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NHL trade rumors: General managers aren't panicking ... yet

Conventional wisdom heading into this shortened NHL season was that someone would panic and fire a coach or make a bad trade after a slow start. Hasn't happened ... yet.


More than half of the NHL's 30 teams have played either 12 or 13 games, meaning they're at or just past the quarter pole of this shortened 48-game season.

Heading into the season, one of the talking points came from folks wondering which general manager would be the first to panic. Would a coach get fired after an obscenely small sample of games? Would a veteran player end up being traded to try to jump start either the team he left, the team he joined, or both?

The season is a week short of one month old, but so far, nothing has happened, despite there being no shortage of candidates.

It probably helps that one of the best candidates for a panic move is a general manager whose reputation is just the opposite of "guy who panics and makes bad decisions."

The Washington Capitals are 15th out of 15 teams in the Eastern Conference. They won just two of their first 11 games. They haven't won on the road yet. Yet rookie head coach Adam Oates is still employed, and the team hasn't been blown up yet by a huge trade.

Why? Because GM George McPhee doesn't operate like that, and everyone knows it. In fact, one of the rare moments where McPhee may have panicked and made a poor decision was where he fired Bruce Boudreau last season. Yeah, Dale Hunter won a playoff series, but the team lost its run-and-gun identity over a stretch of time under Boudreau and Hunter, and Oates isn't going to get the group pushing again by simply snapping his fingers. This is just another culture change for the organization, and one that could take a little time.

Who else is struggling in the East? Buffalo is 12th, off to a 5-7-1 start. The Sabres have been a model of stability under Darcy Regier and Lindy Ruff, and while some have speculated Ruff could be on the way out, it hasn't happened yet. Thomas Vanek and the offense haven't been a problem, though Boston held Buffalo to just one goal Sunday night in a 3-1 win. The other end of the rink needs some work, though.

"Offensively, we're fine [third in the East, sixth overall with 30 goals). But defensively we have work to do. And when you think of where we are defensively, If I had a coach to pick to shore that up, Lindy is the guy. And it's not just all on Lindy by any means. We have to work together to get this turned around."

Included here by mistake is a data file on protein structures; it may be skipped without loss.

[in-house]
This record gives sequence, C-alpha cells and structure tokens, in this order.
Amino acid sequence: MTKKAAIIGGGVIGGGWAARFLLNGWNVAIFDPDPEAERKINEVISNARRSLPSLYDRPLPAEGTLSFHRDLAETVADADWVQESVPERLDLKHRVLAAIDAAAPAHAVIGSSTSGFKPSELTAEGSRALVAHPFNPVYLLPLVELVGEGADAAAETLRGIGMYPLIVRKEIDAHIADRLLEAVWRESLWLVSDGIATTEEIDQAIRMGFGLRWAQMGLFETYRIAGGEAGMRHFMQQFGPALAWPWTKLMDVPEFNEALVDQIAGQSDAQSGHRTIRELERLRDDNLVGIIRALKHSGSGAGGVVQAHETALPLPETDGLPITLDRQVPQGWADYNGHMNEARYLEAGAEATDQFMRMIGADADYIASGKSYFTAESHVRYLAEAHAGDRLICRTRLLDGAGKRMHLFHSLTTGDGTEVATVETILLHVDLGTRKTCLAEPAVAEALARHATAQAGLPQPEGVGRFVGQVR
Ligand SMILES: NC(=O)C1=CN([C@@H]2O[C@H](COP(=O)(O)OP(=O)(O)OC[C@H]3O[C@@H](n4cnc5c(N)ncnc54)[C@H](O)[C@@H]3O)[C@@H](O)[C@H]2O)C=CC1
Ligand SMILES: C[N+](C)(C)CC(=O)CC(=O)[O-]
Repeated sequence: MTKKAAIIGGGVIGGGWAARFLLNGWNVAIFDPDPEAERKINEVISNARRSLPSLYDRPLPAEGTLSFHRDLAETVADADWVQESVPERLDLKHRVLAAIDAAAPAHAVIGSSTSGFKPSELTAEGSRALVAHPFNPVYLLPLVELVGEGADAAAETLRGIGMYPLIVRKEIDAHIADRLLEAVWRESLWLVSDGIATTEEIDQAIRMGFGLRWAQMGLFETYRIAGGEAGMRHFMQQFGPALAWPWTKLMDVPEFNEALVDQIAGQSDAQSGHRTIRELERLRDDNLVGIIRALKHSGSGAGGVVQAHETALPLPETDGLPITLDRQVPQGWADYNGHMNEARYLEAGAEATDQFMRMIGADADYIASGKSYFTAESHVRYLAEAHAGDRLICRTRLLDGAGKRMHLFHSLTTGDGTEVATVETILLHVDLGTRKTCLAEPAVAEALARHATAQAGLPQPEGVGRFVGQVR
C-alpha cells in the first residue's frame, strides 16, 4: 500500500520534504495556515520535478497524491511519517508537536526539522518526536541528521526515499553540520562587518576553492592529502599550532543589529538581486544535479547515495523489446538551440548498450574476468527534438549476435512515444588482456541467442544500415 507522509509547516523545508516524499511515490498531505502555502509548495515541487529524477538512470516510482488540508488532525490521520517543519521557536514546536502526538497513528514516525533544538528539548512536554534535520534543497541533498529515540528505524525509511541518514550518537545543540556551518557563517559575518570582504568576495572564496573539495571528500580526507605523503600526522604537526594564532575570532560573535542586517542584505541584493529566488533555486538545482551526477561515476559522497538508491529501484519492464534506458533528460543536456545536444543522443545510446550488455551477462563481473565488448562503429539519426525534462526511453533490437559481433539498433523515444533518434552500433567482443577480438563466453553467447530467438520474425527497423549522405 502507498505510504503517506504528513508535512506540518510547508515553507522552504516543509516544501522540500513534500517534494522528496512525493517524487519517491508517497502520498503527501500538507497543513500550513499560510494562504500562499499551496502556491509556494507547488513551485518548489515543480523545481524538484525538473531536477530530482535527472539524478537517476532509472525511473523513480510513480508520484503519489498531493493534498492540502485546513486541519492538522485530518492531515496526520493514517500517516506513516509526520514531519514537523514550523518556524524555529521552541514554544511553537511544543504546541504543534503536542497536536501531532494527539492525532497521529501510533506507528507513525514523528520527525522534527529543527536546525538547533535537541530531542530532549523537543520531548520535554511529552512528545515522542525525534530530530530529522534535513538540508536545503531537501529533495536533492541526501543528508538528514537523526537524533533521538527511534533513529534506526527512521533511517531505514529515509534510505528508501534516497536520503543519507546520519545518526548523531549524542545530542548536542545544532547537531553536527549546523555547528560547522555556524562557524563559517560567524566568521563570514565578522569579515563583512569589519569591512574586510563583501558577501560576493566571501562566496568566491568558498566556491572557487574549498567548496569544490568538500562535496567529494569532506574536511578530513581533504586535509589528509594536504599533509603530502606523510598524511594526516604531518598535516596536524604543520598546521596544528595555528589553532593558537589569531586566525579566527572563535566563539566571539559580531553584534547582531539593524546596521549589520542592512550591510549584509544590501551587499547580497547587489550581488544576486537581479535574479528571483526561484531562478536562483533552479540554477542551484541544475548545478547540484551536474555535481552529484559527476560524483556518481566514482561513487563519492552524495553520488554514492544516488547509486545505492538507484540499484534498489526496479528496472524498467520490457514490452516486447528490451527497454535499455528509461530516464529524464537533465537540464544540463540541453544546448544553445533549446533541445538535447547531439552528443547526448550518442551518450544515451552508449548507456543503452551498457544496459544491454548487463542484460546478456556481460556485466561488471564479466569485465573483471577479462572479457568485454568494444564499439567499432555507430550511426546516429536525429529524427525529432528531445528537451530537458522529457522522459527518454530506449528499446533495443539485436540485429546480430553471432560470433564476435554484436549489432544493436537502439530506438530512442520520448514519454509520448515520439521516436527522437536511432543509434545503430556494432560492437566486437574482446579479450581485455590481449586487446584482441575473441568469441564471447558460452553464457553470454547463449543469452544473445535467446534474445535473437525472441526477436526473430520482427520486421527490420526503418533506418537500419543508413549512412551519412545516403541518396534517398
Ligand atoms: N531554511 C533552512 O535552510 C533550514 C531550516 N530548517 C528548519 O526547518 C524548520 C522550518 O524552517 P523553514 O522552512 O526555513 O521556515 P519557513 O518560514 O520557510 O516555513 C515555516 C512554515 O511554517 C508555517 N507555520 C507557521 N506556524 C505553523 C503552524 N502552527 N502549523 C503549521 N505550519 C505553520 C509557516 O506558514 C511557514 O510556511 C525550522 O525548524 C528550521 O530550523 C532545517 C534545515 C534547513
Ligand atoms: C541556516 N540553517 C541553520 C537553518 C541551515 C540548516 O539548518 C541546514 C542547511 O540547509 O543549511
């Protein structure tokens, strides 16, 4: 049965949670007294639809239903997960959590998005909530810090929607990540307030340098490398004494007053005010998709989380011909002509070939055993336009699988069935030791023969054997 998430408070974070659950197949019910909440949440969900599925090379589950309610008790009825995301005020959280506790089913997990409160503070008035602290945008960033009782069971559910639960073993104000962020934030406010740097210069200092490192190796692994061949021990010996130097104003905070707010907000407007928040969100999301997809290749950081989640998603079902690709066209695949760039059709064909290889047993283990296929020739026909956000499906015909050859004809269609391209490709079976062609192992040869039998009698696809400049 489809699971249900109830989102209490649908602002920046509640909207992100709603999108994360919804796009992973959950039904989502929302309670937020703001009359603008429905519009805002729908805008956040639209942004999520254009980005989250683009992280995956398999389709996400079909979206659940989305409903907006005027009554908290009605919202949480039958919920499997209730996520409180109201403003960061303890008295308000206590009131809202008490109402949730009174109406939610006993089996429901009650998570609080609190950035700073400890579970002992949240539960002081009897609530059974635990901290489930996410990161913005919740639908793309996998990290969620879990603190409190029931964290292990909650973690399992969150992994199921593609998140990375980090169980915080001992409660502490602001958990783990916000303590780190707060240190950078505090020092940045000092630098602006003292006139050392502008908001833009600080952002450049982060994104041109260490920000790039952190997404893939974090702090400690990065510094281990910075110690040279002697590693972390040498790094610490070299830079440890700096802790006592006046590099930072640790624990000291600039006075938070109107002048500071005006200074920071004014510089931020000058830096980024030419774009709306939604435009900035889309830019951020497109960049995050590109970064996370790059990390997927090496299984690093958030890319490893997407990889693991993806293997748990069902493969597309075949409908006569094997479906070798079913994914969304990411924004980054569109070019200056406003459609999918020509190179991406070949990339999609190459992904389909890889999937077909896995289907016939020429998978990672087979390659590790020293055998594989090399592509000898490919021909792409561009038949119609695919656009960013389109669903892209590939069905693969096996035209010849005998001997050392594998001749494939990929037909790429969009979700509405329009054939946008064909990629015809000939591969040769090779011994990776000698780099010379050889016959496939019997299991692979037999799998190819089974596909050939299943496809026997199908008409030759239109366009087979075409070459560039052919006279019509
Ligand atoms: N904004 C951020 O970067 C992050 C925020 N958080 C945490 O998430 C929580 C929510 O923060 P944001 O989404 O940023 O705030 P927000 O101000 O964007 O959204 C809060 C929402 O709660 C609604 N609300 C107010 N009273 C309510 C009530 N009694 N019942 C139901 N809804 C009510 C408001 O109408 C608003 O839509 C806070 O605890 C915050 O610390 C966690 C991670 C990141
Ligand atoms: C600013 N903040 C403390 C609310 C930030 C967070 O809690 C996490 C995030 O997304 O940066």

Minds change, but it sure sounds like Ruff is sticking around for the season, too.

In Minnesota, fans grumbled (some quite loudly) while the Wild started 4-5-1. After the summer signings of Zach Parise and Ryan Suter, the Wild entered the campaign with high expectations. Well, the 20 goals they've scored in ten games since a 4-2 Opening Night win over Colorado aren't helping the team hit those expectations.

The Wild have called up two of their stud prospects -- defenseman Jonas Brodin and forward Charlie Coyle -- from AHL Houston. Neither has done a single thing to make management think they should go back to the Aeros anytime soon. Brodin has been paired with Suter lately, while Coyle is on the top line with Parise and Mikko Koivu.

Despite that, GM Chuck Fletcher doesn't sound like a guy who has any interest in firing second year coach Mike Yeo.

"Mike and the coaches are doing a very good job. We’re giving up almost five shots a game less than we did last year and we’re doing a good job. We’ve got a lot of pieces to juggle in a short amount of time. We’re trying to find chemistry and frankly we can’t get caught up in the angst and outside opinions and reaction. We just have to stay focused and concentrate on doing a better job and executing at a better level.

"If the effort is there, eventually things will turn."

The Wild have reportedly been at least dangling forward Devin Setoguchi on the trade market, but a sniper with zero (well, now he has one) goals is hard to trade for any kind of value.

Fletcher isn't going to panic, and neither are Regier nor McPhee. No one else in the NHL has either, but that doesn't mean it won't happen.

Sample sizes are much smaller than usual, but the urgency to make the playoffs is just as great as ever, and no team will leave any proverbial stone unturned in a quest to make the tournament.